Cat Facts Part 1

Miscellaneous Cat Facts

Ailurophilia is the “love of cats.”

The average lifespan for a cat is 14-16 years.

Cats are now Britain’s favourite pet: there are 7.7 million cats as opposed to 6.6 million dogs.

From a crouched position, cats can jump 4 to 5 times their own height.

Besides smelling with their nose, cats can smell with an additional organ called the Jacobson’s organ, located in the upper surface of the mouth .

The nose pad of a cat is ridged in a pattern that is unique, just like the fingerprint of a human.

A sexually-active feral tom-cat “owns” an area of about three square miles and “sprays” to mark his territory with strong smelling urine.

One un-neutered female cat can, in five years, be responsible for over 20,000 descendants. Female cats can have their first litter as young as six months and can have up to three litters each year—with five or six kittens in each litter.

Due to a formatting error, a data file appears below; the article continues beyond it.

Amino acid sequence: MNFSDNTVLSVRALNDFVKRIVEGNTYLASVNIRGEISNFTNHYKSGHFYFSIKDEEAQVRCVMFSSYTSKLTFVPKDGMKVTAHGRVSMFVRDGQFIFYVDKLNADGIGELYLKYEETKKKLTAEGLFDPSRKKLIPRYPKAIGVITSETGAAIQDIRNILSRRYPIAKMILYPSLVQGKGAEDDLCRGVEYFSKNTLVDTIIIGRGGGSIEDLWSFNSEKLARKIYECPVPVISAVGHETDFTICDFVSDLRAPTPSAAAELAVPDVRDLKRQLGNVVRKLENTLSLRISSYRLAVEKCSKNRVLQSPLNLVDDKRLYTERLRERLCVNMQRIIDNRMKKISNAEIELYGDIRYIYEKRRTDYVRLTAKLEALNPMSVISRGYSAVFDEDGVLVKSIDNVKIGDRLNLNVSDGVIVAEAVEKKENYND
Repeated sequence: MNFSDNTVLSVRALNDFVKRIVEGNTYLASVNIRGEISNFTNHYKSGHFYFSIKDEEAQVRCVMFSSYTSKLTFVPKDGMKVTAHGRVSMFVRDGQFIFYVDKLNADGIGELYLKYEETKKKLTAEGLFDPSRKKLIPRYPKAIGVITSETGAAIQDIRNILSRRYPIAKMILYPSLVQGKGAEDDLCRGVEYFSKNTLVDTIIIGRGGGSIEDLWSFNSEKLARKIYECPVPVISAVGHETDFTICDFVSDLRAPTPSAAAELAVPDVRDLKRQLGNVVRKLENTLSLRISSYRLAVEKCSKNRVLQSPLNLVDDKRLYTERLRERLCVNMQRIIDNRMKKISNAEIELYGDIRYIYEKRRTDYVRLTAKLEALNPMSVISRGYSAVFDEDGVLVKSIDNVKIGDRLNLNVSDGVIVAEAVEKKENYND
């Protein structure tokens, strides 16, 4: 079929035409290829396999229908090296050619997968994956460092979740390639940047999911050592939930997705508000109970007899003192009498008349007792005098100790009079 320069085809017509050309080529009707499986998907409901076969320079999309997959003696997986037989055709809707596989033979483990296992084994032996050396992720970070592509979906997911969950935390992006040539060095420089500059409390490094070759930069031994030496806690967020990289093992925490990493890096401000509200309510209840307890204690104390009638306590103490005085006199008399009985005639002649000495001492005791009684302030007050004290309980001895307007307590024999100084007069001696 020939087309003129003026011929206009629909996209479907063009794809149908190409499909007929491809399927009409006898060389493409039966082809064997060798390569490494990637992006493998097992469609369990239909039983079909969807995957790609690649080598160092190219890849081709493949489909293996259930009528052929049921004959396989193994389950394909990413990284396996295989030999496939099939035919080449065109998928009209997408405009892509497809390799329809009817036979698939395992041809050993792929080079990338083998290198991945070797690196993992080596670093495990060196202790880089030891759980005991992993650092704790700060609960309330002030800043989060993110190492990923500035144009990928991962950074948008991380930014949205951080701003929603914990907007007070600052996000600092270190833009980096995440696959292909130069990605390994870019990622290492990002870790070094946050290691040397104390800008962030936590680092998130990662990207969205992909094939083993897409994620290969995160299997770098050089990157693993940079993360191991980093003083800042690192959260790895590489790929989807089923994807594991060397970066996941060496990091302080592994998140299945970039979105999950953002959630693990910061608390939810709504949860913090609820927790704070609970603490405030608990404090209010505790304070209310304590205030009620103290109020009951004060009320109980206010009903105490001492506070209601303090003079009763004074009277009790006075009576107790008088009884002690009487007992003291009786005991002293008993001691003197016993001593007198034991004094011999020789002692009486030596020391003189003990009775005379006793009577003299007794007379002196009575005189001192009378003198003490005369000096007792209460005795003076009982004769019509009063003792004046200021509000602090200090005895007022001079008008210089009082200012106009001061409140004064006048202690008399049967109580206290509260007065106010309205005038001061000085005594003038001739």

Ninety-two per cent of cats are “Moggies”, or, non-pedigrees. How did the name “Moggie” come about? One theory holds that it comes from old English dialect, where “Moggie” was used to designate a loose woman or prostitute. It is thought that this name was given to cats because they mate repeatedly with different males when they are in season.

Ever wondered why kittens can all be different colours and look so different from their mums? The fact is that one in four pregnant cats carries kittens fathered by more than one mate. A fertile female may mate with several tom-cats, which fertilise different eggs each time.

Cats’ eyes shine in the dark because of the tapetum, a reflective layer in the eye, which acts like a mirror. They also need 1/6th less light to see than humans which is why they can play and hunt in the dark.

Quite Mad

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